Remember all that controversy last year over granting King County the authority to impose a measly two-year $20 vehicle license fee (VLF) in order to stave off massive cuts to Metro bus service? The council eventually got the taxing authority, although with a two-thirds supermajority string attacked, and after much wailing and gnashing of teeth, Republicans Jane Hague and Kathy Lambert crossed over to vote for approval.

The $20 fee raises about $25 million, which along with Metro's remaining reserves is just enough to fill the $60 million annual budget hole left by declining sales tax revenues. But it's only temporary—a stopgap measure intended to help Metro tread water until a more sustainable revenue alternative could be devised.

Just such a local transportation revenue bill has been wending its way through Olympia this session in the form of SB 6582, which among other things, would allow King County to levy a 1 percent motor vehicle excise tax (MVET) to fund Metro and other transportation needs. As the House version of the bill currently reads, King County would keep 62.5 percent of the approximately $100 million a year raised, with the other 37.5 percent being distributed to cities and towns on a per capita basis.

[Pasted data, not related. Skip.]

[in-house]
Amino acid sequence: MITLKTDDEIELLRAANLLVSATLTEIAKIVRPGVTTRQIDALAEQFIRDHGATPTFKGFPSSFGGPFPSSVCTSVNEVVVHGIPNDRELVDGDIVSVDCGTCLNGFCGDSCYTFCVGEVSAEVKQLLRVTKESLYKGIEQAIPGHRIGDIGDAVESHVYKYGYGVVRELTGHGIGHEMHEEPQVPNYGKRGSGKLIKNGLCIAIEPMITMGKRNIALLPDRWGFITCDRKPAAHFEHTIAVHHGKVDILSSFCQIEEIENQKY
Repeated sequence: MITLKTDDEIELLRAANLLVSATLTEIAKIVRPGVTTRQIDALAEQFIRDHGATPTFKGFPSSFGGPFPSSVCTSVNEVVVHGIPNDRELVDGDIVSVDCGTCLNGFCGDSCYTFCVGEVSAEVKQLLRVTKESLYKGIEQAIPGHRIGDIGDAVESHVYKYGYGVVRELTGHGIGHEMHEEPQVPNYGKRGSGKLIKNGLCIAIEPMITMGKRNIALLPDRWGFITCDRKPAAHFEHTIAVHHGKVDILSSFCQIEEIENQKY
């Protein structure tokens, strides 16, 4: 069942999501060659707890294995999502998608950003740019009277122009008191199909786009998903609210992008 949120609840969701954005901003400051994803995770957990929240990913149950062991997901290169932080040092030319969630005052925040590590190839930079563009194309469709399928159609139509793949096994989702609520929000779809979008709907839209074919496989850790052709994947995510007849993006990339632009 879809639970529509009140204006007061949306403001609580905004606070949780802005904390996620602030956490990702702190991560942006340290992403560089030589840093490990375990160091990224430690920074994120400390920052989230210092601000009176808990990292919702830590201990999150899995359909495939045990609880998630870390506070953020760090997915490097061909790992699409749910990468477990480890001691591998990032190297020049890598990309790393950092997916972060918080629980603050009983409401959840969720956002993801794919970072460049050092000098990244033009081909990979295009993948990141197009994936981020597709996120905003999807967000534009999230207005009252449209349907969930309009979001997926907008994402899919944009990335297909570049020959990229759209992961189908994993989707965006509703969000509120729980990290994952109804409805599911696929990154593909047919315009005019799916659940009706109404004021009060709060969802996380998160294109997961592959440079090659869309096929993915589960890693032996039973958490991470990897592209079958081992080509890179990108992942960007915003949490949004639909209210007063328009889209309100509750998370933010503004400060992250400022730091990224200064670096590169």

That formula would leave just enough money to close Metro's operating deficit, though with little left over for expansion. But according to Bill LaBorde in Seattle City Councilmember Tom Rasmussen's office, it might also drive an additional $15 million into city coffers, money that would likely be prioritized toward funding our yawning transportation maintenance backlog.

That would be roughly equivalent to raising Seattle's own VLF by an additional $45. Give or take.

Best of all, as the latest iteration of the House bill has it, the King County Council could approve this MVET by a simple majority vote, without having to put it before voters. (Though only King County has this option—other counties must put it to voters.)

Good news for Metro riders... assuming these provisions manage to make it through the House as well as a return trip through the much more hostile Senate. The version passed by the Senate did not provide for councilmanic approval, and it still only passed by one vote. Whether Democrats can get their conservative members on board to give King County the local taxing authority necessary to provide the transportation services we need, remains to be seen.